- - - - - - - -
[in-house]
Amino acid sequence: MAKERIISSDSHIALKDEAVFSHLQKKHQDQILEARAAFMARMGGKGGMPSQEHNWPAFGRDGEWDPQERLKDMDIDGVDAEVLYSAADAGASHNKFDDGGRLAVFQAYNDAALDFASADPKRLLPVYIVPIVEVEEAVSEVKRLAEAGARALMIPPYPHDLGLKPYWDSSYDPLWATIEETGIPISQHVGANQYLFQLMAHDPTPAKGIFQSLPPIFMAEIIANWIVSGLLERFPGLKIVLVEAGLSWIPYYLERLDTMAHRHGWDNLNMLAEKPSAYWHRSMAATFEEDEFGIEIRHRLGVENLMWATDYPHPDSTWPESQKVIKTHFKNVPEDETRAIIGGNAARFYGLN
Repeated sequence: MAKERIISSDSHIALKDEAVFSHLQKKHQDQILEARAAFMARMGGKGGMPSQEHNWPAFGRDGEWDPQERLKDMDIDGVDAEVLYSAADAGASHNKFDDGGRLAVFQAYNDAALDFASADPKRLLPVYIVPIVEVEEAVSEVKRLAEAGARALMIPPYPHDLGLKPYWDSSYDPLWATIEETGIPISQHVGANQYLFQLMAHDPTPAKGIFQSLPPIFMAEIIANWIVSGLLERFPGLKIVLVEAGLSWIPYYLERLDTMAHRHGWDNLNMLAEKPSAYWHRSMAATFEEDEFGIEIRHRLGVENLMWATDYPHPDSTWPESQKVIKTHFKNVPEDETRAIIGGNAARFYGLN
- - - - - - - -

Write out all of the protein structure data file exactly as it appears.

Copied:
[in-house]
Amino acid sequence: MAKERIISSDSHIALKDEAVFSHLQKKHQDQILEARAAFMARMGGKGGMPSQEHNWPAFGRDGEWDPQERLKDMDIDGVDAEVLYSAADAGASHNKFDDGGRLAVFQAYNDAALDFASADPKRLLPVYIVPIVEVEEAVSEVKRLAEAGARALMIPPYPHDLGLKPYWDSSYDPLWATIEETGIPISQHVGANQYLFQLMAHDPTPAKGIFQSLPPIFMAEIIANWIVSGLLERFPGLKIVLVEAGLSWIPYYLERLDTMAHRHGWDNLNMLAEKPSAYWHRSMAATFEEDEFGIEIRHRLGVENLMWATDYPHPDSTWPESQKVIKTHFKNVPEDETRAIIGGNAARFYGLN
Repeated sequence: MAKERIISSDSHIALKDEAVFSHLQKKHQDQILEARAAFMARMGGKGGMPSQEHNWPAFGRDGEWDPQERLKDMDIDGVDAEVLYSAADAGASHNKFDDGGRLAVFQAYNDAALDFASADPKRLLPVYIVPIVEVEEAVSEVKRLAEAGARALMIPPYPHDLGLKPYWDSSYDPLWATIEETGIPISQHVGANQYLFQLMAHDPTPAKGIFQSLPPIFMAEIIANWIVSGLLERFPGLKIVLVEAGLSWIPYYLERLDTMAHRHGWDNLNMLAEKPSAYWHRSMAATFEEDEFGIEIRHRLGVENLMWATDYPHPDSTWPESQKVIKTHFKNVPEDETRAIIGGNAARFYGLN